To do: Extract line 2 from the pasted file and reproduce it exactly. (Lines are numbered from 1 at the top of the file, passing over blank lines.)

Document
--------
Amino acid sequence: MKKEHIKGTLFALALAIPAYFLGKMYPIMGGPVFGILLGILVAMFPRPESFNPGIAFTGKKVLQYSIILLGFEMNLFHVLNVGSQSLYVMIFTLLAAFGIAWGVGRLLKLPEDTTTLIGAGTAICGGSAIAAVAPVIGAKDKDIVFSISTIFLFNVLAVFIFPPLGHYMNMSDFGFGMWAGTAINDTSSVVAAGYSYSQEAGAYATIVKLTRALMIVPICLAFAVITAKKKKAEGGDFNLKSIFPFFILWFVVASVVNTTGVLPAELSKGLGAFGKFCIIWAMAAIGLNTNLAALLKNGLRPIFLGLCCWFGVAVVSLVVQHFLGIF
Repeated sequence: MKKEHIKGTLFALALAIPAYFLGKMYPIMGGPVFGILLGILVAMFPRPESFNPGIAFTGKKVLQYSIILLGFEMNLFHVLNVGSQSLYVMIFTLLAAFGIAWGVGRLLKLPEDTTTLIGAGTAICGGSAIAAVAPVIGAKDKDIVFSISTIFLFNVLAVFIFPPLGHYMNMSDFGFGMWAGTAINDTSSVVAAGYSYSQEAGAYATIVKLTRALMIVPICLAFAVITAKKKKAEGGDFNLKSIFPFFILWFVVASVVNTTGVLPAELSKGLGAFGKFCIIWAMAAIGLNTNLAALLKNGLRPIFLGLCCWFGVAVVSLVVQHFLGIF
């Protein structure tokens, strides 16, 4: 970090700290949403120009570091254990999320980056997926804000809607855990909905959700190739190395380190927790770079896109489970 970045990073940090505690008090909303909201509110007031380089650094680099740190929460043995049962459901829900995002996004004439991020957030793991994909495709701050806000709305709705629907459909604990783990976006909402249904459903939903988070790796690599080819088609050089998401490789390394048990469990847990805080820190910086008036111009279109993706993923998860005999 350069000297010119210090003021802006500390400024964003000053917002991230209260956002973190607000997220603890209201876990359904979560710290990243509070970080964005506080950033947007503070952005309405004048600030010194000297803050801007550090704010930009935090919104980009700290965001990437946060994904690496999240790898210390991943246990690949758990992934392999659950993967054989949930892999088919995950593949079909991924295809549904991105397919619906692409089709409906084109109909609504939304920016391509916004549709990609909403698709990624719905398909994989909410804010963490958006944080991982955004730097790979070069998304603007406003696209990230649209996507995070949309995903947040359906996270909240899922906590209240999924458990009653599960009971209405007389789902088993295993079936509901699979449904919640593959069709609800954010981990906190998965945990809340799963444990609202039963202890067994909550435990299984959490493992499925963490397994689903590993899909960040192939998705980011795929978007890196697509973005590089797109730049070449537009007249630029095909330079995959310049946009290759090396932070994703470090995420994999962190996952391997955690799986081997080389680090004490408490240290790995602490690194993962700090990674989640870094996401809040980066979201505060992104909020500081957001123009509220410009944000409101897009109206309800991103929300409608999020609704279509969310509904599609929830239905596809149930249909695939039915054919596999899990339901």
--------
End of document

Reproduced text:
Repeated sequence: MKKEHIKGTLFALALAIPAYFLGKMYPIMGGPVFGILLGILVAMFPRPESFNPGIAFTGKKVLQYSIILLGFEMNLFHVLNVGSQSLYVMIFTLLAAFGIAWGVGRLLKLPEDTTTLIGAGTAICGGSAIAAVAPVIGAKDKDIVFSISTIFLFNVLAVFIFPPLGHYMNMSDFGFGMWAGTAINDTSSVVAAGYSYSQEAGAYATIVKLTRALMIVPICLAFAVITAKKKKAEGGDFNLKSIFPFFILWFVVASVVNTTGVLPAELSKGLGAFGKFCIIWAMAAIGLNTNLAALLKNGLRPIFLGLCCWFGVAVVSLVVQHFLGIF